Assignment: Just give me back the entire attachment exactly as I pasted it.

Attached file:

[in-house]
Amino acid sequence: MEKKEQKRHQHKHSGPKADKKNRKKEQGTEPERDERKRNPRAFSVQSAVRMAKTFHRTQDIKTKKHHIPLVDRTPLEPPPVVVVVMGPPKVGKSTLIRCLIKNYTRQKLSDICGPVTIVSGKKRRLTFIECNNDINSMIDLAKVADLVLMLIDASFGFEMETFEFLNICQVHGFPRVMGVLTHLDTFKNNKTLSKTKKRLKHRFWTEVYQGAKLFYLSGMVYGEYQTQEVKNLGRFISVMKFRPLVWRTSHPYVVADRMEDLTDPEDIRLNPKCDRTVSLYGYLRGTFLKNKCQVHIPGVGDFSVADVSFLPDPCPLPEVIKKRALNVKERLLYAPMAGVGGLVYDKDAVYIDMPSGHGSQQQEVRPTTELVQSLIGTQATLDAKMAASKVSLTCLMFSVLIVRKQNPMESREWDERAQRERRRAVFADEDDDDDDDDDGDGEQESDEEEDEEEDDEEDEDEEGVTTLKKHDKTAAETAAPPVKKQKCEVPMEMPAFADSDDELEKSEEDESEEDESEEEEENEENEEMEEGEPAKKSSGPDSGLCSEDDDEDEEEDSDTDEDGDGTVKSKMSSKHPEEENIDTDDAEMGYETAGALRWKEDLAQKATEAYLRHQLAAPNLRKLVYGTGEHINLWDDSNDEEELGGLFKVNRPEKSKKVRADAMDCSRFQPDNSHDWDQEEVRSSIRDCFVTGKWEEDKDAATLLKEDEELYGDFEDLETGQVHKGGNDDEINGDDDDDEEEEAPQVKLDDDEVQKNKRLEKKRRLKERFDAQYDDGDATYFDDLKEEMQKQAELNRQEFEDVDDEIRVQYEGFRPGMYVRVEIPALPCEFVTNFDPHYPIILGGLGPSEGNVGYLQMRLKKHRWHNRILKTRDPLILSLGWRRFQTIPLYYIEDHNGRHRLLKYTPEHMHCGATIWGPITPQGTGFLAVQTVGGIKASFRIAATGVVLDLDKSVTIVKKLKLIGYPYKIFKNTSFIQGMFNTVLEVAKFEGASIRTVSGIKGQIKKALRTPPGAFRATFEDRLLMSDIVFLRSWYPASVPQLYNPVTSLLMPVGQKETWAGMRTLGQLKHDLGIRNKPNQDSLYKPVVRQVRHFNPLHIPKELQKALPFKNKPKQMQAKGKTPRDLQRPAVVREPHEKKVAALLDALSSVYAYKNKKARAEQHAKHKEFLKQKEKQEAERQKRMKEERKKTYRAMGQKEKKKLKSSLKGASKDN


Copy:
[in-house]
Amino acid sequence: MEKKEQKRHQHKHSGPKADKKNRKKEQGTEPERDERKRNPRAFSVQSAVRMAKTFHRTQDIKTKKHHIPLVDRTPLEPPPVVVVVMGPPKVGKSTLIRCLIKNYTRQKLSDICGPVTIVSGKKRRLTFIECNNDINSMIDLAKVADLVLMLIDASFGFEMETFEFLNICQVHGFPRVMGVLTHLDTFKNNKTLSKTKKRLKHRFWTEVYQGAKLFYLSGMVYGEYQTQEVKNLGRFISVMKFRPLVWRTSHPYVVADRMEDLTDPEDIRLNPKCDRTVSLYGYLRGTFLKNKCQVHIPGVGDFSVADVSFLPDPCPLPEVIKKRALNVKERLLYAPMAGVGGLVYDKDAVYIDMPSGHGSQQQEVRPTTELVQSLIGTQATLDAKMAASKVSLTCLMFSVLIVRKQNPMESREWDERAQRERRRAVFADEDDDDDDDDDGDGEQESDEEEDEEEDDEEDEDEEGVTTLKKHDKTAAETAAPPVKKQKCEVPMEMPAFADSDDELEKSEEDESEEDESEEEEENEENEEMEEGEPAKKSSGPDSGLCSEDDDEDEEEDSDTDEDGDGTVKSKMSSKHPEEENIDTDDAEMGYETAGALRWKEDLAQKATEAYLRHQLAAPNLRKLVYGTGEHINLWDDSNDEEELGGLFKVNRPEKSKKVRADAMDCSRFQPDNSHDWDQEEVRSSIRDCFVTGKWEEDKDAATLLKEDEELYGDFEDLETGQVHKGGNDDEINGDDDDDEEEEAPQVKLDDDEVQKNKRLEKKRRLKERFDAQYDDGDATYFDDLKEEMQKQAELNRQEFEDVDDEIRVQYEGFRPGMYVRVEIPALPCEFVTNFDPHYPIILGGLGPSEGNVGYLQMRLKKHRWHNRILKTRDPLILSLGWRRFQTIPLYYIEDHNGRHRLLKYTPEHMHCGATIWGPITPQGTGFLAVQTVGGIKASFRIAATGVVLDLDKSVTIVKKLKLIGYPYKIFKNTSFIQGMFNTVLEVAKFEGASIRTVSGIKGQIKKALRTPPGAFRATFEDRLLMSDIVFLRSWYPASVPQLYNPVTSLLMPVGQKETWAGMRTLGQLKHDLGIRNKPNQDSLYKPVVRQVRHFNPLHIPKELQKALPFKNKPKQMQAKGKTPRDLQRPAVVREPHEKKVAALLDALSSVYAYKNKKARAEQHAKHKEFLKQKEKQEAERQKRMKEERKKTYRAMGQKEKKKLKSSLKGASKDN